The making of a Pileated Woodpecker cavity

56m ago
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Last September I walked by the dining room window and saw a Pileated Woodpecker in a dead snag, about 75’ from the house. The tree was diseased and in danger of hitting the house, so a couple of years ago we had it topped, but left it standing – just fo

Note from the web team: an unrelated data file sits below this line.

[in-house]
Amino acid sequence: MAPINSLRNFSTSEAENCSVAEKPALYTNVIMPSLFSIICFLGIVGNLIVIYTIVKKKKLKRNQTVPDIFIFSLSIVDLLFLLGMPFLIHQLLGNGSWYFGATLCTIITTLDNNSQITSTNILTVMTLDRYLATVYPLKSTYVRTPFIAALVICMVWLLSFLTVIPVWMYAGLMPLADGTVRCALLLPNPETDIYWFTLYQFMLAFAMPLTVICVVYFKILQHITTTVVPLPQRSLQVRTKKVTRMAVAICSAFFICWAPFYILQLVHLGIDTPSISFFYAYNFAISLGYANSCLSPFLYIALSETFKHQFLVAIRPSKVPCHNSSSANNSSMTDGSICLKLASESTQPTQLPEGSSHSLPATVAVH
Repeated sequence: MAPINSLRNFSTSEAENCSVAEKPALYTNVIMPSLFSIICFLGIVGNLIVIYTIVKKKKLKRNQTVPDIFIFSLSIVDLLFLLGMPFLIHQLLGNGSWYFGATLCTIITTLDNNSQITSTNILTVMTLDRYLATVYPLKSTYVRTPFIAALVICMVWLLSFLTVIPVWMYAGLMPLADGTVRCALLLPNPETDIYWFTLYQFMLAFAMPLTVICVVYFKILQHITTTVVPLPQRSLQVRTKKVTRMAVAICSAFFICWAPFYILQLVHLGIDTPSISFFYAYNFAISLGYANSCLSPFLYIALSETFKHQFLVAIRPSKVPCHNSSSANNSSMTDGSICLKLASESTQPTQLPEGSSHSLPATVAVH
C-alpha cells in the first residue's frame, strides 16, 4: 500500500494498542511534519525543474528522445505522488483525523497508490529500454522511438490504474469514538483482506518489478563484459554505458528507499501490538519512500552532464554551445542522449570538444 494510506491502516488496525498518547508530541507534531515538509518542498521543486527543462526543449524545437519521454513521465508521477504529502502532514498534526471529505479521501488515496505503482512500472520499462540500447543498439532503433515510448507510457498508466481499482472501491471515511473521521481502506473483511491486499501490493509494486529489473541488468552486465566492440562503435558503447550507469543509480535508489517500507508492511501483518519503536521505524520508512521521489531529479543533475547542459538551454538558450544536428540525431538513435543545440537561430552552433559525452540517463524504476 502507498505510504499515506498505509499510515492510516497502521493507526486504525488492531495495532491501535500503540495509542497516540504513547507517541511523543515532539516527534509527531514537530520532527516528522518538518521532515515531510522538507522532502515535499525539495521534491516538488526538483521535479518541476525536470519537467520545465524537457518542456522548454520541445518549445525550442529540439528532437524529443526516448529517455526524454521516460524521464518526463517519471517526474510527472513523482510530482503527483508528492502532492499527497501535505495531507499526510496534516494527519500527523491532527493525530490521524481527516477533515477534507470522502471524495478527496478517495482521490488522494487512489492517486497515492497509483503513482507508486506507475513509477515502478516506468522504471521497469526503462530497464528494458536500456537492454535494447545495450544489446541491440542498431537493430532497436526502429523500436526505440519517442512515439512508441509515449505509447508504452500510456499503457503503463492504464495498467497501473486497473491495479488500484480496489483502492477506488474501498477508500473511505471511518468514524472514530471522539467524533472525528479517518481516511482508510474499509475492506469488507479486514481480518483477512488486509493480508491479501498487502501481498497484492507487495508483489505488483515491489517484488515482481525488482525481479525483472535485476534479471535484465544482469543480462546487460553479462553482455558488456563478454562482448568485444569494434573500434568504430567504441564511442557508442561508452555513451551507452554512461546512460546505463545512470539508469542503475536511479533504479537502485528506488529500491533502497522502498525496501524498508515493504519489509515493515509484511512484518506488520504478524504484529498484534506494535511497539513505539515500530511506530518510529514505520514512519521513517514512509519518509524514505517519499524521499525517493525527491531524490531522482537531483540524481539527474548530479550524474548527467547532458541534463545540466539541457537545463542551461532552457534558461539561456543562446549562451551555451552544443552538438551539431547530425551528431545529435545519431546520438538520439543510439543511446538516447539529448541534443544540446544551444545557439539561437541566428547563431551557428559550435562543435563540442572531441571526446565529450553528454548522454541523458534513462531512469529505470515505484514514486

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Last September I walked by the dining room window and saw a Pileated Woodpecker in a dead snag, about 75’ from the house. The tree was diseased and in danger of hitting the house, so a couple of years ago we had it topped, but left it standing – just for the woodpeckers. I cracked the window and slipped the scope out the window, and videoed him creating what appeared to be a new cavity, but he ended up making just a shallow depression. Six months passed, and I saw him only occasionally. In March I looked out and he was back working very seriously on his well-aged starter cavity. He worked for a couple of days, excavating an enormous amount of wood. During the time he was still excavating the cavity, I looked out one morning to see him at the cavity, but his crest was up and he clearly didn’t want to go in. He hopped around the tree, came back, looked in, raised his crest, and left. Later in the day we say him working on the cavity again. We thought there might have been a rat snake in the cavity, so that afternoon, after he'd "knocked off" for the day, we went out and were about to wrap the base of the tree with some nylon mesh we use to protect nests from snakes, and saw that there was a fresh, broken egg on the ground at the base of the tree. Apparently a Wood Duck was in the cavity laying an egg, even before the Woodpecker had finished it. The most important tree in the woods is a snag, and the most important bird is the woodpecker. I hope you enjoy this, it was a lot of fun to film and edit.